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The start of the European monetary union gave additional impetus to the lively debate on the effects of monetary policy and the appropriate strategy for central banks. This book collects papers and comments by leading academics and central bankers such as O.Issing, M.King, B.McCallum, A.Meltzer, L.Svensson and H.Tietmeyer. The volume examines methodological questions, the actual role played by the financial sectors and labour markets in implementing monetary policy in Europe, and the likely future developments in these areas.




The debate on the monetary transmission process has not only continued in the past few years but has also intensified. There are a number of reasons for this. In academic circles there are still various different approaches that seek to explain how monetary policy influences an economy. More and more areas have come to be included in the analysis which attracted less attention in the past. Thus, nowadays — on the basis of an improved microeconomic theory — more attention is being paid to the role of financial intermediaries and financial systems in general than was previously the case.

Heinz Herrmann

1. Analysis of the Monetary Transmission Mechanism: Methodological Issues

The purpose of this chapter is to consider several methodological issues relevant for study of the monetary transmission process. These issues involve relative emphasis on monetary shocks as opposed to systematic policy adjustments; vector autoregression versus structural modelling research strategies; impulse response versus vector autocorrelation functions as diagnostic tools; and an evaluation of the so-called ‘narrative approach’. But while these methodological issues are stressed, the chapter’s approach is significantly substantive, in the sense that the issues will be considered in the context of a non-trivial quantitative analysis that is intended to be of interest on its own.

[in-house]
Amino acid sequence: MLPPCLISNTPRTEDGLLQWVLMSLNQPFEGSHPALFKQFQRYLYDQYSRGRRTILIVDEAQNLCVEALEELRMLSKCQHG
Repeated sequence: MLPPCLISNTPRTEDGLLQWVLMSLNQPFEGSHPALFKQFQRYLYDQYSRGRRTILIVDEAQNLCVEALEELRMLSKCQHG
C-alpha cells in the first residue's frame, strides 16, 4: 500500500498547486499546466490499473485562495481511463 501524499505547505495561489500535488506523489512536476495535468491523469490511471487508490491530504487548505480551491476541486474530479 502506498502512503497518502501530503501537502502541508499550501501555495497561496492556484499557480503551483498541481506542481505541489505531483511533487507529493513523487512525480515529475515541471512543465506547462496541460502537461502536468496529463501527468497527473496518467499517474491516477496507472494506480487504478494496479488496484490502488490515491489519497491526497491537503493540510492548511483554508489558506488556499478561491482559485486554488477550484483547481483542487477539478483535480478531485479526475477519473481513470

Bennett T. McCallum

2. Price Stability as a Target for Monetary Policy: Defining and Maintaining Price Stability

The purpose of this chapter is to provide an up-to-date discussion of monetary policy with ‘price stability’ as the primary objective. The chapter discusses how ‘price stability’ can be defined, and how price stability can be maintained in practice. It also discusses some lessons for the Eurosystem.

Lars E. O. Svensson

3. The Transmission Process

I must confess some vested interests in this topic. I first discussed it in a paper with Karl Brunner, more than thirty-five years ago (Brunner and Meltzer, 1963). I have returned to the topic many times, most recently in a published symposium (Meltzer, 1995). I will refrain from reviewing these earlier studies, although I will refer in passing to some of the main ideas. I will concentrate on two topics. They do not exhaust the subject, but they raise issues that I believe are central.